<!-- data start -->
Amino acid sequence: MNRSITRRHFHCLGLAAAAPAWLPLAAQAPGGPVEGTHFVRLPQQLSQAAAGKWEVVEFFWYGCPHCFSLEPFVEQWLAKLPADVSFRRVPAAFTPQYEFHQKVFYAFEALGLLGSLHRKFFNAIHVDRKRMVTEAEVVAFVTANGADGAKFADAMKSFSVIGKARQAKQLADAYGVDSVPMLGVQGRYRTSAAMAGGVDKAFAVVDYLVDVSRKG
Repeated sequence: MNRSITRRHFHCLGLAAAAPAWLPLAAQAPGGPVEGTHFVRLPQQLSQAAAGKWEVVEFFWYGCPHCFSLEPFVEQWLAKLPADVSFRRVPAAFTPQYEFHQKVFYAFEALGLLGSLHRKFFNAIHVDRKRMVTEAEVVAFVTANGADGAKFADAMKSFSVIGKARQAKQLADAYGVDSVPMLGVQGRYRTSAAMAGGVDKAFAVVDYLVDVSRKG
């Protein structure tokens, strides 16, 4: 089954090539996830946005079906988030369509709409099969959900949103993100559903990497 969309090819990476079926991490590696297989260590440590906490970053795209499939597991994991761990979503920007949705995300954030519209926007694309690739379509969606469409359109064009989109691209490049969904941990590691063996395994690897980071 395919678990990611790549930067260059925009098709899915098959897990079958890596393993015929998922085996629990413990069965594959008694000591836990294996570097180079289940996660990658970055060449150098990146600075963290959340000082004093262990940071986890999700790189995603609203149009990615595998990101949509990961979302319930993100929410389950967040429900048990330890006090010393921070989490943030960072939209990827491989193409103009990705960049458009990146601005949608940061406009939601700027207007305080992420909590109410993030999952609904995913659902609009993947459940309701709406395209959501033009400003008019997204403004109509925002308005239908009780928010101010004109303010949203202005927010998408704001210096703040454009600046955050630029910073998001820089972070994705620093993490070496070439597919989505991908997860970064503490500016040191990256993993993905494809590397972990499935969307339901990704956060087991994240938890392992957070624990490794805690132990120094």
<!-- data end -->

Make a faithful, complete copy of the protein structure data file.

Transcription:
Amino acid sequence: MNRSITRRHFHCLGLAAAAPAWLPLAAQAPGGPVEGTHFVRLPQQLSQAAAGKWEVVEFFWYGCPHCFSLEPFVEQWLAKLPADVSFRRVPAAFTPQYEFHQKVFYAFEALGLLGSLHRKFFNAIHVDRKRMVTEAEVVAFVTANGADGAKFADAMKSFSVIGKARQAKQLADAYGVDSVPMLGVQGRYRTSAAMAGGVDKAFAVVDYLVDVSRKG
Repeated sequence: MNRSITRRHFHCLGLAAAAPAWLPLAAQAPGGPVEGTHFVRLPQQLSQAAAGKWEVVEFFWYGCPHCFSLEPFVEQWLAKLPADVSFRRVPAAFTPQYEFHQKVFYAFEALGLLGSLHRKFFNAIHVDRKRMVTEAEVVAFVTANGADGAKFADAMKSFSVIGKARQAKQLADAYGVDSVPMLGVQGRYRTSAAMAGGVDKAFAVVDYLVDVSRKG
């Protein structure tokens, strides 16, 4: 089954090539996830946005079906988030369509709409099969959900949103993100559903990497 969309090819990476079926991490590696297989260590440590906490970053795209499939597991994991761990979503920007949705995300954030519209926007694309690739379509969606469409359109064009989109691209490049969904941990590691063996395994690897980071 395919678990990611790549930067260059925009098709899915098959897990079958890596393993015929998922085996629990413990069965594959008694000591836990294996570097180079289940996660990658970055060449150098990146600075963290959340000082004093262990940071986890999700790189995603609203149009990615595998990101949509990961979302319930993100929410389950967040429900048990330890006090010393921070989490943030960072939209990827491989193409103009990705960049458009990146601005949608940061406009939601700027207007305080992420909590109410993030999952609904995913659902609009993947459940309701709406395209959501033009400003008019997204403004109509925002308005239908009780928010101010004109303010949203202005927010998408704001210096703040454009600046955050630029910073998001820089972070994705620093993490070496070439597919989505991908997860970064503490500016040191990256993993993905494809590397972990499935969307339901990704956060087991994240938890392992957070624990490794805690132990120094």